Budget Boost For Innovation, Green Tech and Skills

24 04 2009

More details are emerging about the new £750m Strategic Investment Fund announced in this year’s Budget to support advanced industrial projects of strategic importance to the country and the economy. The Fund promises to focus investment on innovative and fast growing companies in sectors including biotech, clean energy and digital media.

A £250m allocation from this Fund will be earmarked for low-carbon investment, while the Technology Strategy Board will receive £50m and UK Trade & Investment, which supports UK businesses trading internationally, will get £10m. There will also be enhanced capital allowances for energy-saving and water-efficient (environmentally beneficial) technologies.

Strategic investment

Innovation and ‘green’ sectors of the economy were heralded as big winners in the 2009 Budget, with an additional £500m of spending announced as part of an overall £1.4bn package of targeted support to boost Britain’s low-carbon sectors.

NESTA (the National Endowment for Science, Technology and the Arts) welcomed the announcement on Budget Day. Its Chief Executive, Jonathan Kestenbaum, said: “Today the Government took a vital step on the road to recovery and the future looks a lot brighter for the UK’s entrepreneurs. The Fund will give a new vibrancy to the UK’s technology market and will bring about deep and lasting change to our economy.”

Science, Technology, Engineering and Maths-related (STEM) subjects in schools will benefit from a £2m investment to provide the knowledge and skills needed by some of the sectors where development will be concentrated thanks to new investments in innovation and strategically important technologies.

The NCGE already provides direct support for STEM entrepreneurs – for instance, through new FlyingStart Programmes for Engineers, with the Royal Academy of Engineering; Software Entrepreneurship and Online Business, last December with Microsoft and Agitavi Research; and now ‘Go WEST’ – Women in Engineering, Science and Technology. Candidates have until 15th May to apply for this event at the University of Surrey.

Support for business

The Budget saw a series of other measures introduced or extended to ease pressure on small businesses. Support for business in the current year looks fairly substantial. Chief among the measures is increasing to 40% tax relief to businesses on capital spending – for one year only. This scheme alone is forecast to cost the Treasury £1.64bn.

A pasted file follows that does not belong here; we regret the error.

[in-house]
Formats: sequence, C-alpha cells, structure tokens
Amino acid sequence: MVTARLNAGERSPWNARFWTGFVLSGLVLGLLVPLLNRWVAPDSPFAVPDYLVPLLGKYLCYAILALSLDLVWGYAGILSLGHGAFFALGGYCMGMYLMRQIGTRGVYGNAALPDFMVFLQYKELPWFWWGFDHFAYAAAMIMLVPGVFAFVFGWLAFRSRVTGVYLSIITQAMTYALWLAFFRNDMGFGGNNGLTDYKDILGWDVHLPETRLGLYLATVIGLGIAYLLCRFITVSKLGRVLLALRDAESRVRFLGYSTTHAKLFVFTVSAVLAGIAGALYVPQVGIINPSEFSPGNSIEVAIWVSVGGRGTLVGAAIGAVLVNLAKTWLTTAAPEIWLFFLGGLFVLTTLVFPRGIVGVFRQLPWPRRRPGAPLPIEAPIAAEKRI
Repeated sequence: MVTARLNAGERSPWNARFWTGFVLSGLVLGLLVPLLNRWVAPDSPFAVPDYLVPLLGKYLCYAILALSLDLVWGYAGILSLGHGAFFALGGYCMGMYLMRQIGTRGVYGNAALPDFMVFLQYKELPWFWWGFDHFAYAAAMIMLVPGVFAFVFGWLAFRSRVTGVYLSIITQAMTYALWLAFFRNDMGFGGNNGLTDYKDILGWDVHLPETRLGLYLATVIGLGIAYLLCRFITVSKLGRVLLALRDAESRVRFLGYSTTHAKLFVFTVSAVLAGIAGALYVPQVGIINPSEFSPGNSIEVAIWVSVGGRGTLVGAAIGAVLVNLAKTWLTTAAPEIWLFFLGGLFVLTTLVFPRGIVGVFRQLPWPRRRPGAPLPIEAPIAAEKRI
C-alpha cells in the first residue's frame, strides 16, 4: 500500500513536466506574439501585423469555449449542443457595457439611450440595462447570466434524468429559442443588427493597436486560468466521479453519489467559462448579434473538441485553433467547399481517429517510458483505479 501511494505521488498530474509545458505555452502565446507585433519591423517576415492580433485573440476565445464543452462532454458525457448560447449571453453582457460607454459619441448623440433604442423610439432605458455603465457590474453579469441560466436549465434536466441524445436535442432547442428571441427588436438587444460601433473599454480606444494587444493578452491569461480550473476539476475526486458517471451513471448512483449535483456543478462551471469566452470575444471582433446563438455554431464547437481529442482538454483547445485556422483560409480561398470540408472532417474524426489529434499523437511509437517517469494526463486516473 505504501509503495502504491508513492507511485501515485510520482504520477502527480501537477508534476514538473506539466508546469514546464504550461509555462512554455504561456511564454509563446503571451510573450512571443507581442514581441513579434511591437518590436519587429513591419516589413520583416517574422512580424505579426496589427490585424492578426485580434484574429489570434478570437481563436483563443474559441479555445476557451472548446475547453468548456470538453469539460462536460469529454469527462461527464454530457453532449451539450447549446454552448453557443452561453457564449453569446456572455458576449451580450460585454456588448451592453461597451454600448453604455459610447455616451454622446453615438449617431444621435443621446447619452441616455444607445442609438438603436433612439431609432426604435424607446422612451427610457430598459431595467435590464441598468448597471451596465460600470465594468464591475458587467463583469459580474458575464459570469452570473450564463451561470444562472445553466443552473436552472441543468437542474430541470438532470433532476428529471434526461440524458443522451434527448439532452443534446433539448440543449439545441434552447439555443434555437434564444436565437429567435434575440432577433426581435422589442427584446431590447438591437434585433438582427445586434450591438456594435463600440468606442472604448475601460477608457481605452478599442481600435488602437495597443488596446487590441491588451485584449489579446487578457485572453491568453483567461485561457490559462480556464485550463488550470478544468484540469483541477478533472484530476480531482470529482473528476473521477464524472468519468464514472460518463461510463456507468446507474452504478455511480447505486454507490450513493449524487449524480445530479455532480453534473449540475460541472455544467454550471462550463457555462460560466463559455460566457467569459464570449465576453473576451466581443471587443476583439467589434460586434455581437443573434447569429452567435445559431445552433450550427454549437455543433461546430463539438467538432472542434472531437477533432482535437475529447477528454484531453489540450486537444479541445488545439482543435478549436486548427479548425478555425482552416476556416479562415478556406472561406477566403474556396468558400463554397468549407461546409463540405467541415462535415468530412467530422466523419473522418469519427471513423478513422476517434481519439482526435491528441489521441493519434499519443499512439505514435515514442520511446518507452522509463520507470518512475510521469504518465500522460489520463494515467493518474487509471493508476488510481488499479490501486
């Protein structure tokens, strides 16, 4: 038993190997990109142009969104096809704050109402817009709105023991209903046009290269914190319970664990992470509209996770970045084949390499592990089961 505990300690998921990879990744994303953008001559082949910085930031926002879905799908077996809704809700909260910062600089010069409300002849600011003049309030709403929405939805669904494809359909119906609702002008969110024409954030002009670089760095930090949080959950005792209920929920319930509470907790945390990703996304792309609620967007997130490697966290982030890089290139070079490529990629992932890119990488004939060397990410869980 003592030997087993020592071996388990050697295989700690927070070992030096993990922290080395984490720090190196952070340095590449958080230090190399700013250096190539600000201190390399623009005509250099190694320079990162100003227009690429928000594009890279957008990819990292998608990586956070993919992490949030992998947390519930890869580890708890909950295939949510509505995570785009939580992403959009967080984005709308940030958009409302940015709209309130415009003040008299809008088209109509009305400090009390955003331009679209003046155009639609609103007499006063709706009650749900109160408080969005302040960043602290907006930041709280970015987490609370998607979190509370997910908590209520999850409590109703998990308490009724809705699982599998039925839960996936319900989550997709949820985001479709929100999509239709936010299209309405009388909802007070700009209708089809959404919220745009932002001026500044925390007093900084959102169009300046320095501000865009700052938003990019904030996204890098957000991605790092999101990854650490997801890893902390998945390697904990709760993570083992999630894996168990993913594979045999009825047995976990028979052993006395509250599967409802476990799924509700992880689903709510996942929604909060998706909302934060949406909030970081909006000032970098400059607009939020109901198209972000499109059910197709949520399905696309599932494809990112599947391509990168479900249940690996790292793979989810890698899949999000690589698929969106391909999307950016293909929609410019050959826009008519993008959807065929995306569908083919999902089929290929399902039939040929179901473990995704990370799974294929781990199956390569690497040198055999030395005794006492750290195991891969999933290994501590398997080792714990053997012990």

For loss-making companies, there will be the chance to reclaim taxes on profits made in the last three years until November 2010. A top-up trade credit insurance scheme will be introduced, which will match private sector trade credit insurance provision if insurers reduce their cover for businesses operating in the UK.

The total cost of deferring payments to HMRC through an extended Business Payment Support Service, the car scrappage scheme, improvements to venture capital investment schemes, and various other smaller initiatives is over £3.3bn.

Reacting to the budget on BBC Two’s Newsnight programme, Lord Karan Bilimoria, the Government’s National Champion for Graduate Entrepreneurship, said: “What we’ve got to do is encourage entrepreneurship, encourage enterprise. People forget the basics: that it is actually wealth creation and business that creates employment that pays the taxes that pay for public services.”


Meeting the green challenge

29 04 2008

The following news items from last week indicate different ways in which the UK higher education, business, and voluntary sectors are meeting the “green challenge”:

  • The University of Strathclyde announced the establishment of Europe’s first post-graduate course to teach budding entrepreneurs how to turn environmental ideas into business ventures. The MSc in environmental entrepreneurship will be taught for the first time in September.
  • “Green policies” are already embedded in the practices of the twelve companies who received a 2008 Queen’s Award for Enterprise in recognition of their outstanding achievements in Sustainable Development.
  • NESTA announced the shortlist of UK groups competing for its million-pound Big Green Challenge prize fund, by coming up with innovative ideas to tackle climate change in their communities.

Despite this activity, greening the UK remains a challenge, as a recent survey of the UK’s SMEs by the Tenon Forum indicated that the UK’s entrepreneurs are baulking against implementing environmental measures (it cost an estimated £3.1bn to “go green” in past year).

[See also The greening of entrepreneurship]

The greening of entrepreneurship

11 03 2008

Venture capital investment in clean technology businesses rose sharply in 2007, reflecting political and consumer support for a greener economy.   One competition for start-ups which reflects this is the Shell Springboard Awards – presented last week – which reward the UK’s best small business ideas for combating climate change.  This year’s winner, Paula Carey, runs Carbon8, a company which uses an ‘Accelerated Carbonation’ process to turn rubbish from landfill sites into building materials such as bricks or roofing.  Shell said that with government incentives, increased consumer awareness, and an estimated market value of £2.8bn, there are major opportunities for small businesses in the climate change market. 

Professor John Beddington, keynote speaker at the event and Chief Scientific Advisor to the government, urged businesses to help combat climate change: “We need innovators to provide solutions to the problem of climate change and entrepreneurs to take them to market”.  This view is further endorsed in the first of a two-part series in the Sunday Times, “Green means go for new firmswhich talks with entrepreneurs who have found that adopting an environmentally friendly policy can pay dividends.